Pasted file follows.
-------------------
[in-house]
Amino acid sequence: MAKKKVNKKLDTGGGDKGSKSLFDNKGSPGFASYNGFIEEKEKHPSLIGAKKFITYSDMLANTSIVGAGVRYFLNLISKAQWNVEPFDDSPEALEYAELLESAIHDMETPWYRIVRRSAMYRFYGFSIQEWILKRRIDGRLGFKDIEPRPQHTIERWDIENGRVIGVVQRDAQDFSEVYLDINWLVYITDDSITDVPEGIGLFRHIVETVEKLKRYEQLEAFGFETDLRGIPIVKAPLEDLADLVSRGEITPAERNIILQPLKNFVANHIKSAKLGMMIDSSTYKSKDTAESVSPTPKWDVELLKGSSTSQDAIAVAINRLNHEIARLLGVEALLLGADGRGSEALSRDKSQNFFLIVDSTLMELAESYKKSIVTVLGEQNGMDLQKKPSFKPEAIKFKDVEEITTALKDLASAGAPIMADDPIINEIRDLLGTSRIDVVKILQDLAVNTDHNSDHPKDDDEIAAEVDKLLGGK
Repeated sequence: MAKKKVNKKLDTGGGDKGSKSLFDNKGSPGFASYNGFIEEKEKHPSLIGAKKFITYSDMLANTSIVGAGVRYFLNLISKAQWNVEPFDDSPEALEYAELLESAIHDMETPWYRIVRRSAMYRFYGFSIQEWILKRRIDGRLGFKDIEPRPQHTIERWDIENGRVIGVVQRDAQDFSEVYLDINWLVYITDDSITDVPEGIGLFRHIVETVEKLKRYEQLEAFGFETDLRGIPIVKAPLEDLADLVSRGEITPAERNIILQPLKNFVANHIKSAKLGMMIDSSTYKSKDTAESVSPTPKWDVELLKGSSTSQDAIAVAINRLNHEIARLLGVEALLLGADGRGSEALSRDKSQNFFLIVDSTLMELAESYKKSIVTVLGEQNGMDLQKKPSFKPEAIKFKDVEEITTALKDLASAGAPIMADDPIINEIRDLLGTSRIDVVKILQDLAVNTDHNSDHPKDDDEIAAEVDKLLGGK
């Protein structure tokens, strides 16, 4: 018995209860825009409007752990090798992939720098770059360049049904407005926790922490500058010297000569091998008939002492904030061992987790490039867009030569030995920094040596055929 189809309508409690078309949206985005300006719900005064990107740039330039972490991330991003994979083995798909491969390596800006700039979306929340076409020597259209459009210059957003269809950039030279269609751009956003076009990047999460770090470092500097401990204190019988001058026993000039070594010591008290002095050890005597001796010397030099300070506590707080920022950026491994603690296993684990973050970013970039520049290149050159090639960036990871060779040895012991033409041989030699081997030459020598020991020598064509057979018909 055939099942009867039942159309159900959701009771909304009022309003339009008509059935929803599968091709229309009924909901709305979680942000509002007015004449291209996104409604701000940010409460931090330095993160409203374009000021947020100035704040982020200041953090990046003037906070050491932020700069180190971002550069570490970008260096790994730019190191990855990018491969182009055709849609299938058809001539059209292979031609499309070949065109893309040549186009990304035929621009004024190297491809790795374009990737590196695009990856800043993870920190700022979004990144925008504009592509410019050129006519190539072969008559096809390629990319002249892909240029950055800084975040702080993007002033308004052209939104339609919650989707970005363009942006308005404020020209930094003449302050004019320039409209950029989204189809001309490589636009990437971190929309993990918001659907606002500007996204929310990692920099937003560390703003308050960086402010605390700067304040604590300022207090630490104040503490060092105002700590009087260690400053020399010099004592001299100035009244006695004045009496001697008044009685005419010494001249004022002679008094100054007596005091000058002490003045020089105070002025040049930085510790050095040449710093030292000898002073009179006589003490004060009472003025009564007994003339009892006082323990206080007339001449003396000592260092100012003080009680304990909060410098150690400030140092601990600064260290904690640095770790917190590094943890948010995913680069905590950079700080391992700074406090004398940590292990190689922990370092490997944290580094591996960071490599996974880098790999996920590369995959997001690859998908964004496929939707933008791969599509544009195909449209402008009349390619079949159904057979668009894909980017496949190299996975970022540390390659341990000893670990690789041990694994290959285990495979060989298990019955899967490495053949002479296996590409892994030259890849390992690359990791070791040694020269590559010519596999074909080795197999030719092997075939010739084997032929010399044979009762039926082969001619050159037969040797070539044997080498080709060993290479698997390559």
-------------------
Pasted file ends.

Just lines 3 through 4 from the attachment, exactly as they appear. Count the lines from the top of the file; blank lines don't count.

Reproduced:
Repeated sequence: MAKKKVNKKLDTGGGDKGSKSLFDNKGSPGFASYNGFIEEKEKHPSLIGAKKFITYSDMLANTSIVGAGVRYFLNLISKAQWNVEPFDDSPEALEYAELLESAIHDMETPWYRIVRRSAMYRFYGFSIQEWILKRRIDGRLGFKDIEPRPQHTIERWDIENGRVIGVVQRDAQDFSEVYLDINWLVYITDDSITDVPEGIGLFRHIVETVEKLKRYEQLEAFGFETDLRGIPIVKAPLEDLADLVSRGEITPAERNIILQPLKNFVANHIKSAKLGMMIDSSTYKSKDTAESVSPTPKWDVELLKGSSTSQDAIAVAINRLNHEIARLLGVEALLLGADGRGSEALSRDKSQNFFLIVDSTLMELAESYKKSIVTVLGEQNGMDLQKKPSFKPEAIKFKDVEEITTALKDLASAGAPIMADDPIINEIRDLLGTSRIDVVKILQDLAVNTDHNSDHPKDDDEIAAEVDKLLGGK
């Protein structure tokens, strides 16, 4: 018995209860825009409007752990090798992939720098770059360049049904407005926790922490500058010297000569091998008939002492904030061992987790490039867009030569030995920094040596055929 189809309508409690078309949206985005300006719900005064990107740039330039972490991330991003994979083995798909491969390596800006700039979306929340076409020597259209459009210059957003269809950039030279269609751009956003076009990047999460770090470092500097401990204190019988001058026993000039070594010591008290002095050890005597001796010397030099300070506590707080920022950026491994603690296993684990973050970013970039520049290149050159090639960036990871060779040895012991033409041989030699081997030459020598020991020598064509057979018909 055939099942009867039942159309159900959701009771909304009022309003339009008509059935929803599968091709229309009924909901709305979680942000509002007015004449291209996104409604701000940010409460931090330095993160409203374009000021947020100035704040982020200041953090990046003037906070050491932020700069180190971002550069570490970008260096790994730019190191990855990018491969182009055709849609299938058809001539059209292979031609499309070949065109893309040549186009990304035929621009004024190297491809790795374009990737590196695009990856800043993870920190700022979004990144925008504009592509410019050129006519190539072969008559096809390629990319002249892909240029950055800084975040702080993007002033308004052209939104339609919650989707970005363009942006308005404020020209930094003449302050004019320039409209950029989204189809001309490589636009990437971190929309993990918001659907606002500007996204929310990692920099937003560390703003308050960086402010605390700067304040604590300022207090630490104040503490060092105002700590009087260690400053020399010099004592001299100035009244006695004045009496001697008044009685005419010494001249004022002679008094100054007596005091000058002490003045020089105070002025040049930085510790050095040449710093030292000898002073009179006589003490004060009472003025009564007994003339009892006082323990206080007339001449003396000592260092100012003080009680304990909060410098150690400030140092601990600064260290904690640095770790917190590094943890948010995913680069905590950079700080391992700074406090004398940590292990190689922990370092490997944290580094591996960071490599996974880098790999996920590369995959997001690859998908964004496929939707933008791969599509544009195909449209402008009349390619079949159904057979668009894909980017496949190299996975970022540390390659341990000893670990690789041990694994290959285990495979060989298990019955899967490495053949002479296996590409892994030259890849390992690359990791070791040694020269590559010519596999074909080795197999030719092997075939010739084997032929010399044979009762039926082969001619050159037969040797070539044997080498080709060993290479698997390559």